Reuters Health – 12/11/2020 – Institutional adoption patterns are mixed, but multivessel (MV) percutaneous coronary intervention (PCI) is gaining ground over the guideline-recommended and leading treatment of ST-elevation myocardial infarction (STEMI), culprit-only PCI, according to a nationwide analysis.
As Dr. Eric A. Secemsky told Reuters Health by email, “We found substantial temporal variation in use of multivessel PCI among patients with multivessel coronary disease and STEMI, which coincided with emerging evidence. At the end of our study, MV PCI was on the rise, but still pursued in the minority of STEMI patients.”
“In the context of the positive COMPLETE trial,” he added, “the largest trial to date that demonstrated a clinical benefit with complete revascularization of all diseased vessels, we anticipate a large change in clinical care as these results are adopted into routine practice.”
To determine the impact of these findings, Dr. Secemsky of Harvard Medical School, in Boston, and colleagues examined data from close to 1,600 institutions in the National Cardiovascular Data Registry.
There were nearly 360,000 admissions of patients with STEMI and MV disease between 2009 and 2018, they report in JAMA Cardiology. MV PCI was performed in 38.5% of admissions within 45 days and use across institutions ranged from 30.0% to 46.5%, with a median of 37.9%.
Complete revascularization of all diseased arteries took place in 76.2% of these patients and although there was a dip in MV PCI use between 2009 and 2013, this was followed by an increase to 44.0% in 2017.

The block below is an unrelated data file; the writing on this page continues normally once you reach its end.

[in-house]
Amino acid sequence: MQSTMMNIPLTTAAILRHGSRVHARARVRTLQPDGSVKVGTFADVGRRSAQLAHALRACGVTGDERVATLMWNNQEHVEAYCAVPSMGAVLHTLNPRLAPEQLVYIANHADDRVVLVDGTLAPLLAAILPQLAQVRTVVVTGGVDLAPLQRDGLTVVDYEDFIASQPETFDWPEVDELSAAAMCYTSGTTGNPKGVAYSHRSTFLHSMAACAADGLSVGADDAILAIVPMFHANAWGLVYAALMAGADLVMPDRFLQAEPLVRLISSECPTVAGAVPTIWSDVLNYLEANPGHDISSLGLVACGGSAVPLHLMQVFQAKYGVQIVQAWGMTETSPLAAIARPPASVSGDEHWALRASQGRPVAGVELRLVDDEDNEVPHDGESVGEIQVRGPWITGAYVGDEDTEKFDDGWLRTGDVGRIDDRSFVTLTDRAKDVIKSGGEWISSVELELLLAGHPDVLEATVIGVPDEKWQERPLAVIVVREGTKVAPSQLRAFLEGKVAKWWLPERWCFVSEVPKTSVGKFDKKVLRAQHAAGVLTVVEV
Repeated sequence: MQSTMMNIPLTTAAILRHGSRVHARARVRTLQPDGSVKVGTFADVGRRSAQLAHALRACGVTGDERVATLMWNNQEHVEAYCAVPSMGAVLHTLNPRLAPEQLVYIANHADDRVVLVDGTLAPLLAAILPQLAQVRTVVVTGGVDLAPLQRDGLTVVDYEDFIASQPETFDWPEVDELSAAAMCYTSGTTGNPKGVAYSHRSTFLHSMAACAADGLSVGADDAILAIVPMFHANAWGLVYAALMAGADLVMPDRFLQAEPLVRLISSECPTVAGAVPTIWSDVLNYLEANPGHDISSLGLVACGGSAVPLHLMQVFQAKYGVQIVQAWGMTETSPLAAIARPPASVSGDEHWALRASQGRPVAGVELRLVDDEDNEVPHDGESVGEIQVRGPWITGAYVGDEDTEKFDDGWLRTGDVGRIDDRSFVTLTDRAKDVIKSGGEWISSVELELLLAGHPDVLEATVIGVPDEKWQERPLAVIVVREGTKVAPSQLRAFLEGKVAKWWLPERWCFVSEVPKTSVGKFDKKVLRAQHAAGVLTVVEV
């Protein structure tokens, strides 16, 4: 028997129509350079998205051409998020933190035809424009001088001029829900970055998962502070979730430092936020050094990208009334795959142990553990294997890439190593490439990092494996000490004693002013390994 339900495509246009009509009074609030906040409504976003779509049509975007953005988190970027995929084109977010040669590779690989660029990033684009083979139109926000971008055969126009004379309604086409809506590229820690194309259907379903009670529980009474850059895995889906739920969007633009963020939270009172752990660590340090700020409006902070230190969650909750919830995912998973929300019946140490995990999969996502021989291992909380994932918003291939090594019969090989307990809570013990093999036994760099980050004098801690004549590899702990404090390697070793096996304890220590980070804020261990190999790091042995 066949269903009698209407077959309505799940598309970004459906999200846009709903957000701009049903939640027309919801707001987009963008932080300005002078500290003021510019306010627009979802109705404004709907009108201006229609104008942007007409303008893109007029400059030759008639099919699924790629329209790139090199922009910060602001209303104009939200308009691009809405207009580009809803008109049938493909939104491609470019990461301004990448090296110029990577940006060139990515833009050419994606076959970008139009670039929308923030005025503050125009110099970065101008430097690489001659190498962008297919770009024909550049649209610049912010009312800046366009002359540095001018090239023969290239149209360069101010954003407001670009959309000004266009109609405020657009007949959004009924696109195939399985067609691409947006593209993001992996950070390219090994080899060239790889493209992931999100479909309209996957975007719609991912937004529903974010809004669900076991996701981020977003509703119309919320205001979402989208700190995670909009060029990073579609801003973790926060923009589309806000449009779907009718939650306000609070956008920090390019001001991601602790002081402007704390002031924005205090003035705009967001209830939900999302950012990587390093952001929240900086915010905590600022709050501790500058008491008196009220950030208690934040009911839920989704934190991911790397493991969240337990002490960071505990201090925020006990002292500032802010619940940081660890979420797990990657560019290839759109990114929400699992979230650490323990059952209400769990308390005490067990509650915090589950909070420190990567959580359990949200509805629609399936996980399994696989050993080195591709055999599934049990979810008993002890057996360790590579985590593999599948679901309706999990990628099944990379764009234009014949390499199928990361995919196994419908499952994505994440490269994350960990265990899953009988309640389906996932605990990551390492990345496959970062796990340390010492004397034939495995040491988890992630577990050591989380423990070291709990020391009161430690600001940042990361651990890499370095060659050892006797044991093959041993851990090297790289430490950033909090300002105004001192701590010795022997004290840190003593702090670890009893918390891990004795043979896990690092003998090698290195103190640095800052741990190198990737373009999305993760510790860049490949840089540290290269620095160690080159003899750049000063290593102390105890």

Current American College of Cardiology Foundation/American Heart Association STEMI guidelines recommend against routine use of MV PCI and, say the researchers, “lagged behind clinician behavior. While it is reassuring that clinicians respond to new data, this rapid change in practice may lead to harm if there is no consensus that these data are sufficient to promote widespread adoption.”
Dr. John A. Bittl of AdventHealth, in Ocala, Florida, who wrote an accompanying editorial, told Reuters Health by email, “When it comes to the decision about multivessel PCI during STEMI, the results of randomized trials have put clinicians and guideline committees into an awkward position.”
Dr. Bittl added, “My personal opinion is that culprit-vessel-only PCI is the default strategy for all patients with STEMI, with multivessel PCI being reserved for situations involving two culprit lesions or for prognostically important locations such as the left main coronary artery.” The current analysis “suggests that this approach is the standard of care.”
By David Douglas
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